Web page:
Jerry Chiaverini, 60, was out riding his bike in July when he first noticed pressure in his chest.
He attributed the tightness to indigestion — and didn't want to trouble health care providers — so he continued on his way.
Chiaverini returned to his home in Duluth's Morgan Park neighborhood and shared his symptoms with his wife, Lora Lee Chiaverini. They both agreed to monitor the symptoms, but his chest tightness continued flaring up when he went walking and then when mowing the lawn several days later.
Lora Lee, a registered nurse at Duluth's St. Luke's hospital, knew it was time for him to seek medical help. Jerry was initially hesitant to visit a health care provider, as he was concerned about the ongoing coronavirus pandemic and thought his chest tightness might not be serious.
Thankfully, his wife was adamant.
"I don't want you to die from doubt. I don't want you to sit here and die," she said.
Due to heart blockage they found during his initial and follow-up visits, Jerry Chiaverini needed triple-bypass surgery. He underwent the procedure several weeks ago.
"I didn't realize it was going to be that serious," he said.
Chiaverini's story reflects a troubling trend: People are visiting health care providers at much lower rates. Since the pandemic began, visits to emergency departments have fallen by 42%, according to the American Heart Association.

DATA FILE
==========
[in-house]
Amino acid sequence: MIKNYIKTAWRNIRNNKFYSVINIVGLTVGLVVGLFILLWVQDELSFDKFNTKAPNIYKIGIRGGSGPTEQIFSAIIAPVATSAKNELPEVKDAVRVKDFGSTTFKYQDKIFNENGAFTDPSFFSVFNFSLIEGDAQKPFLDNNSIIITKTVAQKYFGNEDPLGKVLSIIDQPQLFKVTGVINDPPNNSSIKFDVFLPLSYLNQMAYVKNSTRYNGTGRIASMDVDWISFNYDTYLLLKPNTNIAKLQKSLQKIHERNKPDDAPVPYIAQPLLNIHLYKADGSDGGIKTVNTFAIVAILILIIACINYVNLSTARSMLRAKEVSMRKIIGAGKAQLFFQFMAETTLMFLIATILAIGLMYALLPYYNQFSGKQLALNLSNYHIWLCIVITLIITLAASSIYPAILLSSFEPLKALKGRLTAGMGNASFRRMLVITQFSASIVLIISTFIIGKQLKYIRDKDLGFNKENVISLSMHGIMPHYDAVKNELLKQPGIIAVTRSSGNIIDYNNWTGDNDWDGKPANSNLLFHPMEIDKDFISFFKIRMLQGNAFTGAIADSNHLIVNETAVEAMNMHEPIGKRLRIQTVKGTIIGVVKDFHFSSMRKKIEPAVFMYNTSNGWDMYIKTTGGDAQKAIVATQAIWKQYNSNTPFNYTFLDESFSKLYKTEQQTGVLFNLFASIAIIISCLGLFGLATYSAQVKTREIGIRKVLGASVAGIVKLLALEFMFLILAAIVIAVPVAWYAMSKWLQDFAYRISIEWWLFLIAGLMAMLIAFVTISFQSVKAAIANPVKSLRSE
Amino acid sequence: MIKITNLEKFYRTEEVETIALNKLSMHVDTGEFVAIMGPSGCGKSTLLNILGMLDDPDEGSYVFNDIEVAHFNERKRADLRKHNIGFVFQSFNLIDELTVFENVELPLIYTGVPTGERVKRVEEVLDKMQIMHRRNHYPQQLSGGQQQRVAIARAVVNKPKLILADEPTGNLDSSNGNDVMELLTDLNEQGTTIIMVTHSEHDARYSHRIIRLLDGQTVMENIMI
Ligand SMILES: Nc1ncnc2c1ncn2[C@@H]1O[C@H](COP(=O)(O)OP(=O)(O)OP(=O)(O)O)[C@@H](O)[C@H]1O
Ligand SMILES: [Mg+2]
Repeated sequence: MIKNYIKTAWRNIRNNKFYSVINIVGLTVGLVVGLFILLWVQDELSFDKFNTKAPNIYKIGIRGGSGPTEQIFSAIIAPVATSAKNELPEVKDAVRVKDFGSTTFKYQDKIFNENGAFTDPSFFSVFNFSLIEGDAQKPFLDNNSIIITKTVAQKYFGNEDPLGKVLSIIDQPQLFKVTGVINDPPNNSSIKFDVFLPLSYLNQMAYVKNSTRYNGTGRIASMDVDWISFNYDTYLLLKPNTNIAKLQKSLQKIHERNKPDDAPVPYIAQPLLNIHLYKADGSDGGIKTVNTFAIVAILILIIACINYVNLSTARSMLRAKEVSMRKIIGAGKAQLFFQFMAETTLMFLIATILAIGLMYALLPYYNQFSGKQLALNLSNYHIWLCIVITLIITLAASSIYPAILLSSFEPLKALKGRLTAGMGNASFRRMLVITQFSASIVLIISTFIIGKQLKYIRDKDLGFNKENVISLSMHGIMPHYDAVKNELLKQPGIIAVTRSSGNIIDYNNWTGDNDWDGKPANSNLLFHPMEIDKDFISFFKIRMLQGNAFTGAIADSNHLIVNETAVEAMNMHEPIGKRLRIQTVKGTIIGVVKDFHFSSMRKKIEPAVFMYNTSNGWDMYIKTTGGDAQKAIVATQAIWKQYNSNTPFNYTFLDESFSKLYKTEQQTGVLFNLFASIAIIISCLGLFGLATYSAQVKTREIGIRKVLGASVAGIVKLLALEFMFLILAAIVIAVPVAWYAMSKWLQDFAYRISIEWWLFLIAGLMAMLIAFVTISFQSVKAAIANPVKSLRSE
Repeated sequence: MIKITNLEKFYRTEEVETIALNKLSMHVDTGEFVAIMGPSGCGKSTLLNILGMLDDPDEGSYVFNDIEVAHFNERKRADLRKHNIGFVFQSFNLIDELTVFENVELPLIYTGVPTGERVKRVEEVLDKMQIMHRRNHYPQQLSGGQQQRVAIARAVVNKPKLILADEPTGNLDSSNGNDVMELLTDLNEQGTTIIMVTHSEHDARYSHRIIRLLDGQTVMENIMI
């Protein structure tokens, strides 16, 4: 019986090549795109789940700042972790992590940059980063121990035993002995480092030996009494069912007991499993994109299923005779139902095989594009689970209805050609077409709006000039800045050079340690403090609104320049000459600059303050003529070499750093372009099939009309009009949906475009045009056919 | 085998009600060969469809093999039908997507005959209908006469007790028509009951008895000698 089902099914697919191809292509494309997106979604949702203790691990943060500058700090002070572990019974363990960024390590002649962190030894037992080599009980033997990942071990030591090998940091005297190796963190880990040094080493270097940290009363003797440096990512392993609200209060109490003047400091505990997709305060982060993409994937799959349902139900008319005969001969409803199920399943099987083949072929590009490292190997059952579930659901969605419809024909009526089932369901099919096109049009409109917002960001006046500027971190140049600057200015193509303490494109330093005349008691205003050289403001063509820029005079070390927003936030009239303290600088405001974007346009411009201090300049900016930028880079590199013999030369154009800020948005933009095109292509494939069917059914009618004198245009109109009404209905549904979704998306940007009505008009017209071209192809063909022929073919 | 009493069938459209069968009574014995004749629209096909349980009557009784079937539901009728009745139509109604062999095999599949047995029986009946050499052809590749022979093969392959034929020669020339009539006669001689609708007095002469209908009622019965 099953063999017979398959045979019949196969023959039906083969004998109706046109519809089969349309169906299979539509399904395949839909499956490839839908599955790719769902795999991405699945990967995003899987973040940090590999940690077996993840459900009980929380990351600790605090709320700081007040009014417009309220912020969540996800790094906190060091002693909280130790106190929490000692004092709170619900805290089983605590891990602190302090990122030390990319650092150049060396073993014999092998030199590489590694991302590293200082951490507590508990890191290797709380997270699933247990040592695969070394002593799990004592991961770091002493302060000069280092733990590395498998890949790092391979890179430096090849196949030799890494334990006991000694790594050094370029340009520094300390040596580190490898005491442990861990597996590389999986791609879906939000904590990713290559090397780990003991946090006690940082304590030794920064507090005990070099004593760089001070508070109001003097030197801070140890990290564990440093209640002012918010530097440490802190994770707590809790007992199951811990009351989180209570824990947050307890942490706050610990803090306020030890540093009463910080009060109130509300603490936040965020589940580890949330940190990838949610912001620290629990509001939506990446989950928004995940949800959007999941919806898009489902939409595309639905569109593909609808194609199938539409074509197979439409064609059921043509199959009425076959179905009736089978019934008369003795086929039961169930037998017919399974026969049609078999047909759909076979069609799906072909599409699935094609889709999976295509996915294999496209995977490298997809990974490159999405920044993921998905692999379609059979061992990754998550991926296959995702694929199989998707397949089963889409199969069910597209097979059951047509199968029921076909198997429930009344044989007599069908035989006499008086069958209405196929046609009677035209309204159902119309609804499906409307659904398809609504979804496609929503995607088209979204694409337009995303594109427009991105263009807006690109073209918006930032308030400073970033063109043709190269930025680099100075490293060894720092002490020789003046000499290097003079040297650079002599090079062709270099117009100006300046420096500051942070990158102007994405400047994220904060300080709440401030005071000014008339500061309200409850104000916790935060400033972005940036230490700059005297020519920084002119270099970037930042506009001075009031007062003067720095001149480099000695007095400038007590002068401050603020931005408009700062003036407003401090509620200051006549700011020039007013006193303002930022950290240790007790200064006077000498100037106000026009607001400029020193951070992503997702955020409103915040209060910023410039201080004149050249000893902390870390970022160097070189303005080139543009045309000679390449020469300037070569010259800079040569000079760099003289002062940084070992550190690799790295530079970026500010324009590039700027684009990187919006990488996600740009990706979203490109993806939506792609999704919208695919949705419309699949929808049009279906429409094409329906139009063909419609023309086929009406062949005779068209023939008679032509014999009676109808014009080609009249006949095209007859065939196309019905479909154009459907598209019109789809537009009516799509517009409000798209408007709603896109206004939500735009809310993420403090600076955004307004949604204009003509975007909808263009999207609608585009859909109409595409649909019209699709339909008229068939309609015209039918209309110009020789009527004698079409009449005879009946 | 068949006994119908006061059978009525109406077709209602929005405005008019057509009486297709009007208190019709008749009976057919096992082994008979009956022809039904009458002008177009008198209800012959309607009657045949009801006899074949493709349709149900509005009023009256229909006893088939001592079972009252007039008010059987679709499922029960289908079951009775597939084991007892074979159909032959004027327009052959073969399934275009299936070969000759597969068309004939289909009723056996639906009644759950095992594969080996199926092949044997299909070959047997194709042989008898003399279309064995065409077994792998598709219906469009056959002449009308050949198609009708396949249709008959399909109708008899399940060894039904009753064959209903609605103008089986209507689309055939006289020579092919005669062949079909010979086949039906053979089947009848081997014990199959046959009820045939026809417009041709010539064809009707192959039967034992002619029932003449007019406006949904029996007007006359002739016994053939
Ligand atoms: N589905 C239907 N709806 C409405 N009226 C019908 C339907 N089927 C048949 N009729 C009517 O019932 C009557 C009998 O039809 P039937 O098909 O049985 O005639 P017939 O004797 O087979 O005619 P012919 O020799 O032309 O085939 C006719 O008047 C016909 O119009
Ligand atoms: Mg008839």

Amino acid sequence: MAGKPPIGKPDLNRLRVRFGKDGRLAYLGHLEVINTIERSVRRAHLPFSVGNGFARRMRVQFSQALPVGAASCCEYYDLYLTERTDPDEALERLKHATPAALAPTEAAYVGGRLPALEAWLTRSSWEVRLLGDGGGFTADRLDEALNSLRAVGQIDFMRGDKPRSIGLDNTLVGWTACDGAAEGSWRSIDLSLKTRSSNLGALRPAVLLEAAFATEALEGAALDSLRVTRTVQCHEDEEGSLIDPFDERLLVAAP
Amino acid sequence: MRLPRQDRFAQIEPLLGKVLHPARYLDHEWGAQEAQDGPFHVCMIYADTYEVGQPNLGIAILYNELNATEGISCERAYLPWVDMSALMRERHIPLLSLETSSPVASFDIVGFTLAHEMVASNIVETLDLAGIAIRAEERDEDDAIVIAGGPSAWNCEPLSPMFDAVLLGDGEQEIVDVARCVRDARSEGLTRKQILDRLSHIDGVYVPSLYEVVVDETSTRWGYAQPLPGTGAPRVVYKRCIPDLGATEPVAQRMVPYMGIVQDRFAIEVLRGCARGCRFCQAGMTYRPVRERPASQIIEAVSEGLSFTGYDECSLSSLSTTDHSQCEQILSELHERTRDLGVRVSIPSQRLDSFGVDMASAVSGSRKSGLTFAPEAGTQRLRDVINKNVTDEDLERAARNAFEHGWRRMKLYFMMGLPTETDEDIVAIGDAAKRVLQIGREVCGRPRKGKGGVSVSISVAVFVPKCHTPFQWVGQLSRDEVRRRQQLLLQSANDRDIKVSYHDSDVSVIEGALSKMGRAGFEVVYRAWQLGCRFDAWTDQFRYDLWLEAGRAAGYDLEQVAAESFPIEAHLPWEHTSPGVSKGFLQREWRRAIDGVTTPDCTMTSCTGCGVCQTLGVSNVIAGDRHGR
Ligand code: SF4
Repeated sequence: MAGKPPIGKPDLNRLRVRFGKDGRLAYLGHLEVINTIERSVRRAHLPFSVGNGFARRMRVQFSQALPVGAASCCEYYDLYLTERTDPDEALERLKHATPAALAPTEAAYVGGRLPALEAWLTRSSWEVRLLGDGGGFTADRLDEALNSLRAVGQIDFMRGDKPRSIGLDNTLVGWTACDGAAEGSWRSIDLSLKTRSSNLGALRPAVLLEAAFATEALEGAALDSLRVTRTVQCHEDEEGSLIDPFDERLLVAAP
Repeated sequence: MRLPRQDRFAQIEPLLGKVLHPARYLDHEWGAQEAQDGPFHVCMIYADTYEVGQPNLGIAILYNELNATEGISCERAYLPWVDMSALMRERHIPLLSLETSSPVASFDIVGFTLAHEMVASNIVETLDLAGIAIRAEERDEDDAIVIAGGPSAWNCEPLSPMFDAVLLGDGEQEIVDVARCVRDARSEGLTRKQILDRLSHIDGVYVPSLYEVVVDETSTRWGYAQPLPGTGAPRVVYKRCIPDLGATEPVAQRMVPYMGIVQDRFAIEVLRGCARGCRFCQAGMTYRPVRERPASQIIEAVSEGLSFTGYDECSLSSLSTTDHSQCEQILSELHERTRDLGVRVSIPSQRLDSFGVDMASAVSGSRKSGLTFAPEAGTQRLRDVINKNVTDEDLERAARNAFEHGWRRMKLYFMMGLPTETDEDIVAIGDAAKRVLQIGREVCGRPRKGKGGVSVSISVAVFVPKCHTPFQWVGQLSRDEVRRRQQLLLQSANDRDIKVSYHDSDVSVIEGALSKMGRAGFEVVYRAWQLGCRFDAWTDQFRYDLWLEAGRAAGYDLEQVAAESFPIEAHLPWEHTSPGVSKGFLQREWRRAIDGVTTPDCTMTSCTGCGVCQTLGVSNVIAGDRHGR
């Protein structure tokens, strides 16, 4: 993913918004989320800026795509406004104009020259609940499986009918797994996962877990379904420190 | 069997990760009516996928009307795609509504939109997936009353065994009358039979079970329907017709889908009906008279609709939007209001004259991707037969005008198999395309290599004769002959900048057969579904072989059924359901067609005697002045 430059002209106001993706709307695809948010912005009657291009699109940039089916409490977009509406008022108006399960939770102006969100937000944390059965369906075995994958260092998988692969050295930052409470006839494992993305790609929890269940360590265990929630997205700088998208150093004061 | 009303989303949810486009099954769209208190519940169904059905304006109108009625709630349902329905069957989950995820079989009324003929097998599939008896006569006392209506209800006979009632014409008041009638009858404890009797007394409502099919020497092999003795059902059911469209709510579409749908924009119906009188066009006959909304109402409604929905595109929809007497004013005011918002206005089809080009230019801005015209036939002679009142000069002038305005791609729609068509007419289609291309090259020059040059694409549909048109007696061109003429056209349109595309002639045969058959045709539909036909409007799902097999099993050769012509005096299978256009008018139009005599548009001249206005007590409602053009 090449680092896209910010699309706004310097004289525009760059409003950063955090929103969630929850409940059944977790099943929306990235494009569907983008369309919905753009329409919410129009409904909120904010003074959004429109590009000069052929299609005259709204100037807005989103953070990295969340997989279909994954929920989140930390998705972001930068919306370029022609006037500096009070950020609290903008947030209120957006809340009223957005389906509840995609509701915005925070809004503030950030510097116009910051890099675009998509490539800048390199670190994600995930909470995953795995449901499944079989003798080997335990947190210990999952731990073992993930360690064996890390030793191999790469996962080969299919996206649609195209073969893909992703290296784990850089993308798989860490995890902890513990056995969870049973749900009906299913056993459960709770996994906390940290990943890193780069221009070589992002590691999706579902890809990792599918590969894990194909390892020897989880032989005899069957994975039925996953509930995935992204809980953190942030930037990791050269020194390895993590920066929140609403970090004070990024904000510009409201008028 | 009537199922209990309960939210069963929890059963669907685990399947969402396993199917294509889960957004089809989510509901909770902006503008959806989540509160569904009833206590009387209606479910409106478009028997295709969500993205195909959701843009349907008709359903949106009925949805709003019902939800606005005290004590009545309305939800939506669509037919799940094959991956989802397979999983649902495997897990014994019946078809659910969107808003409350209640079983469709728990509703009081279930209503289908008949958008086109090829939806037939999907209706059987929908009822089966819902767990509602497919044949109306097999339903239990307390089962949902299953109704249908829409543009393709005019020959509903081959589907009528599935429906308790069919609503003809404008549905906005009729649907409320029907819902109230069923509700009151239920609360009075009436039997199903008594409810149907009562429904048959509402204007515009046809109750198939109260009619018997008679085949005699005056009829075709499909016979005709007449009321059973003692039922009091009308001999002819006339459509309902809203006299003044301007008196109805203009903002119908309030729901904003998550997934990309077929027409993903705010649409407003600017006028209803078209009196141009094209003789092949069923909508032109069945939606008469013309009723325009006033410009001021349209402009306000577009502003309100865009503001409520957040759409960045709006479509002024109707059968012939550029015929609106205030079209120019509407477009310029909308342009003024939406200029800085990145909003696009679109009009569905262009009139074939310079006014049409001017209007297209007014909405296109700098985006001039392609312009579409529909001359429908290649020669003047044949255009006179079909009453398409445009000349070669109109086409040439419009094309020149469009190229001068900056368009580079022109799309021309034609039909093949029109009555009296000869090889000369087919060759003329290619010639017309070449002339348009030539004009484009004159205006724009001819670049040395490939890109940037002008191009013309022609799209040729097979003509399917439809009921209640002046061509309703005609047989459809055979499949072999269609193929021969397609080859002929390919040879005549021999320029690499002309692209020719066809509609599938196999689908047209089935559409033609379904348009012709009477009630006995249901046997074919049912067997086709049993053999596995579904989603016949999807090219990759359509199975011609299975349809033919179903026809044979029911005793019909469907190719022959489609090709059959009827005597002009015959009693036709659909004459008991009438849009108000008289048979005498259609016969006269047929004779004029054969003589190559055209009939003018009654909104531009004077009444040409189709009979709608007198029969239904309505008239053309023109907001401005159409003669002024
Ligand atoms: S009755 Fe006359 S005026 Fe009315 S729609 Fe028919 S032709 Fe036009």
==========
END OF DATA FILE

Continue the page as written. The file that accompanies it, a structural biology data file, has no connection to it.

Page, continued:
Lora Lee wouldn't have known to bring Jerry to a health care provider if it wasn't for her knowledge of the "Don’t Die of Doubt" campaign, she said.
The campaign, which she learned from a work email, encourages people to take their symptoms seriously and seek medical care if they experience heart attack or stroke symptoms — even during the pandemic.
"That 'don't die of doubt' kept playing over and over in my head. ... I (didn't) want to see you just sit here and do nothing and have something tragic happen," Lora Lee said. "Even though we were scared, we had to act on it."
The American Heart Association created the campaign due to the "critical" issue of adults fearing medical service. An online survey of over 2,000 adults conducted by The Harris Poll on behalf of association found that more than 1 in 4 survey respondents would rather stay home than risk a COVID-19 infection at a hospital when experiencing heart attack or stroke symptoms.
Among heart attack symptoms are chest discomfort, discomfort in other upper body areas and shortness of breath, while stroke symptoms include a drooping face, arm weakness, difficulties with speech and more, according to the American Heart Association.
"It's sometimes hard to convince people that (their symptoms) could be something serious," Lora Lee.
Jerry is still recovering from his surgery, which ended up only being a triple-bypass surgery as his heart was healthy from his routine physical activity.
"Every day seems to be getting a little bit better," he said.
Jerry is still attending rehab, and won't be back to work at Heritage Window and Door in Superior for six more weeks.
"It just takes time to heal up and get back into it because you're down for so long," he said.